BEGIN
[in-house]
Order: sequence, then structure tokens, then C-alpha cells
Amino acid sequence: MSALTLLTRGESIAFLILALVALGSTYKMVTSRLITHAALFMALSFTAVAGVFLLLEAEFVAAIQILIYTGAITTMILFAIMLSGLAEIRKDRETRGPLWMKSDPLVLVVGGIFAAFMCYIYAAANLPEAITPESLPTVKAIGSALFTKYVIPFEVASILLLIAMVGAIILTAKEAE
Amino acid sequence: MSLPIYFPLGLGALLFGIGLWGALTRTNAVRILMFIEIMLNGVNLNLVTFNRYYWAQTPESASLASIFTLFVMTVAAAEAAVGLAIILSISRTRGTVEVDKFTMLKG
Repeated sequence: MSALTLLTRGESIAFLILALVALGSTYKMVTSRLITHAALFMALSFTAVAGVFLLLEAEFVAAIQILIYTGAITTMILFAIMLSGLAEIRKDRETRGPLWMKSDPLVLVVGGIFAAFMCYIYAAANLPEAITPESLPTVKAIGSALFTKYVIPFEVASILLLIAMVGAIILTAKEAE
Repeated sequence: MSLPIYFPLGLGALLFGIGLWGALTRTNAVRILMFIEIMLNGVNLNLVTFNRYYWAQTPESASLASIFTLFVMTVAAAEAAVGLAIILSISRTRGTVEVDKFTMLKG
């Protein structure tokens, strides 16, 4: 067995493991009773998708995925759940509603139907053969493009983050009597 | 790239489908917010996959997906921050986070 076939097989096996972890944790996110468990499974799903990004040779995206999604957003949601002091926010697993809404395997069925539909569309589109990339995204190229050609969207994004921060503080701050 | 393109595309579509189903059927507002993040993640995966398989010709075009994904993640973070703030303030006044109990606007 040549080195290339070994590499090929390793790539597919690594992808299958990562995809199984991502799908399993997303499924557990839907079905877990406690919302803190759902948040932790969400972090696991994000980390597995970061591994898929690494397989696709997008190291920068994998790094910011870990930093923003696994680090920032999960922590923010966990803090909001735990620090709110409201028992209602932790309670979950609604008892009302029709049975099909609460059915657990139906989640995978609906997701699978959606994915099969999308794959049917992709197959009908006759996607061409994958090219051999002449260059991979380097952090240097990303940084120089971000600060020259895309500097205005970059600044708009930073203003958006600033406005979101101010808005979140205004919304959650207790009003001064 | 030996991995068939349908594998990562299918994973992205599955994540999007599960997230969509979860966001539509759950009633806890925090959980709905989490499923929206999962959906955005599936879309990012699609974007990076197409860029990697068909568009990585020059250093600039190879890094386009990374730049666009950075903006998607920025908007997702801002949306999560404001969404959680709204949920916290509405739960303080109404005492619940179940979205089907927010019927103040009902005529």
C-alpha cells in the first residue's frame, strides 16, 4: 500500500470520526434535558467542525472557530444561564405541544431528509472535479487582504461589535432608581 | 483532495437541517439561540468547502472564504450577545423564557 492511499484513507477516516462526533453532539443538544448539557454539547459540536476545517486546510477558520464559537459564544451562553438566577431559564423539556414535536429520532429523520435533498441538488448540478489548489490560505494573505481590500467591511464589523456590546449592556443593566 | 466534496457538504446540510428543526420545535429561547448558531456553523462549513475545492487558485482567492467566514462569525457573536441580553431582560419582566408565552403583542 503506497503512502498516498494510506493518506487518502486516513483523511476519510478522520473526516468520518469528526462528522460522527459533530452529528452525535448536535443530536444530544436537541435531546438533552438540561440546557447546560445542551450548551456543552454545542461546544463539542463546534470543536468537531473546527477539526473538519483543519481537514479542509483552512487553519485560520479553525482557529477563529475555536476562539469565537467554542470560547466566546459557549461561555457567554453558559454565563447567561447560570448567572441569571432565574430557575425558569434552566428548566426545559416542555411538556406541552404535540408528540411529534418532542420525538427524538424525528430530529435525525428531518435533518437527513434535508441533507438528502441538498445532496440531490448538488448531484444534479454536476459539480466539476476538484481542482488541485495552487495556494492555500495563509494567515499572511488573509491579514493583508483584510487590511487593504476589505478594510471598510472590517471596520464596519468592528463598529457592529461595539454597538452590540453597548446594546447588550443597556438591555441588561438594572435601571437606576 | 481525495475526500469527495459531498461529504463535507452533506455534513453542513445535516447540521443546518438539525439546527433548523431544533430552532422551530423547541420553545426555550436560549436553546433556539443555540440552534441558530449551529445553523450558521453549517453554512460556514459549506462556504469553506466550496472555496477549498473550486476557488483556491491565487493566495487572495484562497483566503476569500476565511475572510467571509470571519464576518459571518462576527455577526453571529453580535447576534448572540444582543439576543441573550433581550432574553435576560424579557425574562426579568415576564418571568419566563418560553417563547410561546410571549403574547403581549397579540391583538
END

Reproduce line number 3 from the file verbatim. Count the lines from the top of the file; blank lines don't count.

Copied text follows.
Amino acid sequence: MSALTLLTRGESIAFLILALVALGSTYKMVTSRLITHAALFMALSFTAVAGVFLLLEAEFVAAIQILIYTGAITTMILFAIMLSGLAEIRKDRETRGPLWMKSDPLVLVVGGIFAAFMCYIYAAANLPEAITPESLPTVKAIGSALFTKYVIPFEVASILLLIAMVGAIILTAKEAE